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Idyllic Women in Novels

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Essay title: Idyllic Women in Novels

The character of Mrs. Ramsay from To The Lighthouse, and Harriet of The Fifth Child failed in their many attempts of achieving womanly perfection. Both women strived and struggled to achieve a similar, yet false ideal of feminine perfection. Let’s take a look at failures that exposed their unsuccessful attempts of perfection.

Within To The Lighthouse by Virginia Woolf, Mrs. Ramsay is the most ideal symbol of female perfection and excellence. Mrs. Ramsay’s composure and attitude seem almost faultless. She is viewed by many as influential and supreme. Many of the characters greatly admired and adored Mrs. Ramsay. For example, on page 41 of To The Lighthouse, Augustus Carmichael describes his admiration for Mrs. Ramsay. He believes that not only was she a beauty, but she was admired among everyone. He states, “the torch of her beauty; she carried it erect into any room that she entered.” This statement implies that one would become aware of Mrs. Ramsay’s magnificence whenever she would enter a room (Woolf 41.) It is also apparent on page 47, Lily describes Mr. Bankes’s adoration for Mrs. Ramsay, “For him to gaze as Lily saw him gazing at Mrs. Ramsay was a rapture, equivalent, Lily felt to the loves of dozens of young men.” This statement implies that Mr. Bankes greatly worshipped and admired Mrs. Ramsay (Woolf 47.) Also, within pages 50 to 51, Lily is depicted as imagining herself in James’s position. Lily imagines that her head is leaning on Mrs. Ramsay’s lap. She imagines that this intimate moment of connection would help her achieve knowledge of intimacy. For example, on page 51, Lily has a thought, “Could loving as people called it, make her and Mrs. Ramsay one? For it is not knowledge of unity that she desired… but intimacy itself, which is knowledge.” It is apparent that Lily had yearned for an intimacy and understanding between her and Mrs. Ramsay. Lily viewed Mrs. Ramsay as a mother figure. Lily believed that her own personality and being contained many faults and disappointments. Lily believed Mrs. Ramsay possessed many of the aspects and characteristics that she lacked. Lily considered many of these characteristics as being very vital and essential in achieving the grace and stature of a woman (Woolf 51.) Although Lily greatly admired and loved Mrs. Ramsay, she was also quite aware of Mrs. Ramsay’s several faults. Within pages 174 and 175, Lily feels triumph over Mrs. Ramsay because of the failed marriage between Minta and Paul. Lily describes Mrs. Ramsay as having a “mania” for marriages (Woolf 174.) Mrs. Ramsay continuously played matchmaker with different individuals, including Minta and Paul. It is apparent that Mrs. Ramsay’s views of a fulfilled life include marriage. Such views are very conservative. In some ways, such views are a bit sexist. Mrs. Ramsay believes that the only way for a woman to achieve happiness and fulfillment within life is to get married to a man. Mrs. Ramsay believes that life without marriage is meaningless. Mrs. Ramsay’s obsession over marriage is evident on page 58, where she has thoughts of marrying each of her children off. Lily also describes many of Mrs. Ramsay’s faults within pages 195 to 198. For example, at the bottom of page 195, Lily describes Mrs. Ramsay’s faults. She states that some people view Mrs. Ramsay as too confident and drastic. Lily also describes Mr. Carmichael’s dislike for Mrs. Ramsay, “One could not imagine Mrs. Ramsay standing painting, lying reading, a whole morning on the lawn.” Many saw her as too reserved and monotonous. Mrs. Ramsay continuously stayed on schedule, and never deterred (Woolf 195.) These repetitive actions could seem boring and dull to others. Also, on page 196, Lily describes Mrs. Ramsay’s annoyance of tardiness and lateness. Lily also mentions that Mrs. Ramsay was “weak” with her husband, and she let her husband make embarrassing “scenes.” Mrs. Ramsay’s weakness with her husband can be observed within page 39, where Mrs. Ramsay states that her husband drains her both emotionally and physically (Woolf 39.) In the essay “Woolf’s To the Lighthouse,” Reba Kochersperger states that the novel ultimately signifies, “that razor edge of balance between two opposite forces,” the two opposite forces being male and female. There is a constant give/take relationship between Mrs. Ramsay and Mr. Ramsay within To The Lighthouse. Reflecting on the above passages, it is quite obvious that Mrs. Ramsay strived to achieve the ideal of feminine perfection. Sadly, she did not succeed. Although Mrs. Ramsay was a good role model, in reality, she was far from perfect. Mrs. Ramsay possessed many notable faults. Her many faults and failures expose her imperfections. She is, indeed, human.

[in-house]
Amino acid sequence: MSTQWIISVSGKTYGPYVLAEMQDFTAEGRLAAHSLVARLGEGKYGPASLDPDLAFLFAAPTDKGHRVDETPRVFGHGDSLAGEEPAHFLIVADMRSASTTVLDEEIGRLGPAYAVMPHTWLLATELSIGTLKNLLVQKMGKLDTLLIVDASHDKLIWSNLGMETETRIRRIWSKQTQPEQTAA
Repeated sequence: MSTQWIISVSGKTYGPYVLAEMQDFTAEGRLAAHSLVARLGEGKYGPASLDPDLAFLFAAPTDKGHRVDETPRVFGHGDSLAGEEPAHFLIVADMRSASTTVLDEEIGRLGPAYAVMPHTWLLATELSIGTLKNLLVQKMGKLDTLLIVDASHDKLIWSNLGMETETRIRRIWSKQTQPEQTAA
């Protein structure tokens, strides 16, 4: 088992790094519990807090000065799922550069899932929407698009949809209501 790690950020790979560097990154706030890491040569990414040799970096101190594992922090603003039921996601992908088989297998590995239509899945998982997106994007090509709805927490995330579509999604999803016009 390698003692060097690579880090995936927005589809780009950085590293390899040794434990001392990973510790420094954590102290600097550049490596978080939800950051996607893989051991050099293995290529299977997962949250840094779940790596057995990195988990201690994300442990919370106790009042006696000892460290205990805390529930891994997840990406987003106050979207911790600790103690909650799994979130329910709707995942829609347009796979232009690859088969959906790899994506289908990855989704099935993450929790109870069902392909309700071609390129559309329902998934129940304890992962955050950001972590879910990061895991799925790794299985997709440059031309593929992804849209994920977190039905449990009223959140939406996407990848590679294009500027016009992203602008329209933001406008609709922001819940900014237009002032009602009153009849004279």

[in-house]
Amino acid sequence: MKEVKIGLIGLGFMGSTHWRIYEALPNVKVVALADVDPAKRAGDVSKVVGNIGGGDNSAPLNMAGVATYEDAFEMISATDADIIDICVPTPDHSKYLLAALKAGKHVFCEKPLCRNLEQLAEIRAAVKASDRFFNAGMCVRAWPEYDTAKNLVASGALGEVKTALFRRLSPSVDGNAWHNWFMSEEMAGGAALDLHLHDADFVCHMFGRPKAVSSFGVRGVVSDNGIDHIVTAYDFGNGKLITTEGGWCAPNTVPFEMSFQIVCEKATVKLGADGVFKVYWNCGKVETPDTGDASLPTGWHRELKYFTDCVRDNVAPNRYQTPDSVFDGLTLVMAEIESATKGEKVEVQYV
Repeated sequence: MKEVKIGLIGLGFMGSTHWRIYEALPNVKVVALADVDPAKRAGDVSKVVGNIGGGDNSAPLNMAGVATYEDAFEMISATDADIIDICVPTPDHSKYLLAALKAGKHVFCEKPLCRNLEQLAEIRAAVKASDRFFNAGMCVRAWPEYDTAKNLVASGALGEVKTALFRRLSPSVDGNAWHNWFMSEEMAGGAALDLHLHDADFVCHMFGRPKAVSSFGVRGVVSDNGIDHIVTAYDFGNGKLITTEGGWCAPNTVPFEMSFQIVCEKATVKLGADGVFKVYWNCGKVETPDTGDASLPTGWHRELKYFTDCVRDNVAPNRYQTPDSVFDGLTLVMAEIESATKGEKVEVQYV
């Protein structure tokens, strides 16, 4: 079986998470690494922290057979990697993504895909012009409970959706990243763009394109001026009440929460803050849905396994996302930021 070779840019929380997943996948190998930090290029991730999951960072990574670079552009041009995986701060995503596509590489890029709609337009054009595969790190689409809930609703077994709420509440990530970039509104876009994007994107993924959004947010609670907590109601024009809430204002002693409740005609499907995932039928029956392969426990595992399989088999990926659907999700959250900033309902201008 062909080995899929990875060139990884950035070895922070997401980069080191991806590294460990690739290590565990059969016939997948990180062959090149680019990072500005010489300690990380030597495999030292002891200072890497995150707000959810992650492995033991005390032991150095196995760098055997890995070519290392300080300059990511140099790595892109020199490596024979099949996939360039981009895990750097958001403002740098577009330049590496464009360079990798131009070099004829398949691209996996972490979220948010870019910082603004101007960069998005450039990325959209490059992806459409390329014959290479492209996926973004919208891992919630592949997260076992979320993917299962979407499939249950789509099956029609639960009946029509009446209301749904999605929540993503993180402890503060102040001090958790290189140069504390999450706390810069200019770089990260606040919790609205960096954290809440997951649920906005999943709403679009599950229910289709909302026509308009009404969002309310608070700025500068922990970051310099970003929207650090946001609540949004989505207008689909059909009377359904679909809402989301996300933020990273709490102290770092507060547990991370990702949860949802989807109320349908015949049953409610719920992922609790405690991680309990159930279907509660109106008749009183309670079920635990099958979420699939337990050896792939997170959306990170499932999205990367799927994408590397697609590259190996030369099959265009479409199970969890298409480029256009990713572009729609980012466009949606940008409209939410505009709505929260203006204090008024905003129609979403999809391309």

Within The Fifth Child by Dorris Lessing, Harriet is depicted as an ideal symbol of female perfection and superiority. Within

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